Robots are fascinating inventions in all their shapes and forms. They give us a glimpse into the future potential of human technology.
However, most current generation robots also show the limitation of human technology, as despite their advancements, they still aren’t able to navigate the dynamic terrains of the human world.
While there are some robots, like Google’s Spot Mini, that do feature some really intuitive and advanced locomotive systems, they still remain just prototypes as the cost of those systems is too high to be practical.
A possible solution for this issue is to create simple movement systems that use a limited amount of machinery to get high performance.
As you can guess, making this happen is as complicated as it sounds, however, an inventor by the name of David Zarrouk has already made it happen.
What we are talking about is a one of a kind Single-Actuator Wave Robot, or SAW, which can move forward or backward by producing a continuously advancing wave.
The movement of the robot can be compared to a famous dance move, called the worm, which in itself is a large amplitude continuously advancing sine wave.
This wave is produced with the help of a single motor, which is responsible for rotating a rigid spine, embedded inside a series of rigid 3D-printed plastic links.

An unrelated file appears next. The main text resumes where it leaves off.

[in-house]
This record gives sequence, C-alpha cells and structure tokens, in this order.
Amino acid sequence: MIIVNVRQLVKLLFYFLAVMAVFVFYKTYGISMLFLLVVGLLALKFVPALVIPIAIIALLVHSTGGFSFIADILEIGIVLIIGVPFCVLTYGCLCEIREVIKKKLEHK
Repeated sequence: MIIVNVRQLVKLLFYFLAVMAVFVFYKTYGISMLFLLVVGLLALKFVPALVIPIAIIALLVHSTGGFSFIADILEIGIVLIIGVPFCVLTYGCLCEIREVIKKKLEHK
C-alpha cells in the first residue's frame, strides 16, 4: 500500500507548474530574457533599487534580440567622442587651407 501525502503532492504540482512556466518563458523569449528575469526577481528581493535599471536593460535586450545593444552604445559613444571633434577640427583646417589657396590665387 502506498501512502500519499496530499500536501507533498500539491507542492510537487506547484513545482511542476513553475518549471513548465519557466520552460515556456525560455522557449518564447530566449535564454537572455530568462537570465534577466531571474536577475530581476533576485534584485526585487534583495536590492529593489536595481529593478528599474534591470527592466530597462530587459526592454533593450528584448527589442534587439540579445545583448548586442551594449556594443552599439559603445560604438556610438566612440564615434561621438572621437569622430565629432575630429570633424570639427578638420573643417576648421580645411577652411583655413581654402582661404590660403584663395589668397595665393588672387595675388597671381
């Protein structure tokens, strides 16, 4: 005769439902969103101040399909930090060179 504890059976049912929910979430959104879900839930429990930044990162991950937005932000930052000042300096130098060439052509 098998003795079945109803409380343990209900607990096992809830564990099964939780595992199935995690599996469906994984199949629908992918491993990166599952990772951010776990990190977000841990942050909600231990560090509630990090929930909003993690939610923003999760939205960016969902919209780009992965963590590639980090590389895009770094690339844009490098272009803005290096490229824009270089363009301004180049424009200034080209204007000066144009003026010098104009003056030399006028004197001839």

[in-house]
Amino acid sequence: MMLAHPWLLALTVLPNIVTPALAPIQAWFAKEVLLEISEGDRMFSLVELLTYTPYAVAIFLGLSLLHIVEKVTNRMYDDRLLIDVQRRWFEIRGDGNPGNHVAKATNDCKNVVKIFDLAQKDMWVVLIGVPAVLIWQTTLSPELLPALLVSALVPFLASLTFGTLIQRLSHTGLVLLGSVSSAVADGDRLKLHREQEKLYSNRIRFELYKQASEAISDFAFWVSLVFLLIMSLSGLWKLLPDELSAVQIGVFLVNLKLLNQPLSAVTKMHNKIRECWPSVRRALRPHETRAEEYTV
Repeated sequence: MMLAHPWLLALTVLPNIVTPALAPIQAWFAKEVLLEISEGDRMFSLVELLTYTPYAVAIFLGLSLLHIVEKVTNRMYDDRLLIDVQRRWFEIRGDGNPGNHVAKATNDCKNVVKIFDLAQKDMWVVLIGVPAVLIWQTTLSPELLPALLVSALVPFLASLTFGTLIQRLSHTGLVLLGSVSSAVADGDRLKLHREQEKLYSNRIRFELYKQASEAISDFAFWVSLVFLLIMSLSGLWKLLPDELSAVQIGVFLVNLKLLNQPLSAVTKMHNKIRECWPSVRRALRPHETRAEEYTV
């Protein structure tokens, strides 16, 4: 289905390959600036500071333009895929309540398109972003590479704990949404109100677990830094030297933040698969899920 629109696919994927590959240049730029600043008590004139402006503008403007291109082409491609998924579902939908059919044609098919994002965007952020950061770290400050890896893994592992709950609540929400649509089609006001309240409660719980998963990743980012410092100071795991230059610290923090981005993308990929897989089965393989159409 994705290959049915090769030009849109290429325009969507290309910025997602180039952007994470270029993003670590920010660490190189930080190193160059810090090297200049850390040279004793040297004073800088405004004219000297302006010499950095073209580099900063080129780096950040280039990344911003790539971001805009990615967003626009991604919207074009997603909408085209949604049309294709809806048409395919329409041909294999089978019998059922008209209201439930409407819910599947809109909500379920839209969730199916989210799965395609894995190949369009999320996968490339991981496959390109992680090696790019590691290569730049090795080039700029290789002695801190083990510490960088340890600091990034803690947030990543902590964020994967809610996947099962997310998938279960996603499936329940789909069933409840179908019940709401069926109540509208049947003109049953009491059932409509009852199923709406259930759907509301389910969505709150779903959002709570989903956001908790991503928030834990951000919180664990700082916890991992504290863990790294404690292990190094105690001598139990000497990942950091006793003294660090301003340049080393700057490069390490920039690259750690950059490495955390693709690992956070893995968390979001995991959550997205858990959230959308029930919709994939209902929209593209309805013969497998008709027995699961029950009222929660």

The movement of the spine also moves the links in a vertical up and down movement. This movement helps the robot propel forward in a single continuing movement.
While this unique design does help remove the need for complicated parts that need constant maintenance, it does still come with it’s own limitations.
What we are referring to is the fact that the propulsion system only works in one dimension. This is why the design also uses wheels, which help the robot steer in different directions.
This sort of movement derives it’s inspiration from the motion of tiny organisms that live in the ocean and use a similar kind of system to generate momentum.
This is a great demonstration of how nature inspires us at every turn. Still, the project isn’t finished. The researchers are now focusing on finding ways to make this system even better, with the help of different spinal structures and navigation systems.
Another goal is to give the robot the ability of changing it’s speed and direction on the fly. This will help make the robot truly capable of tackling all sorts of terrains.
We are quite excited about the possibilities of this design and promise to keep you updated on all future developments.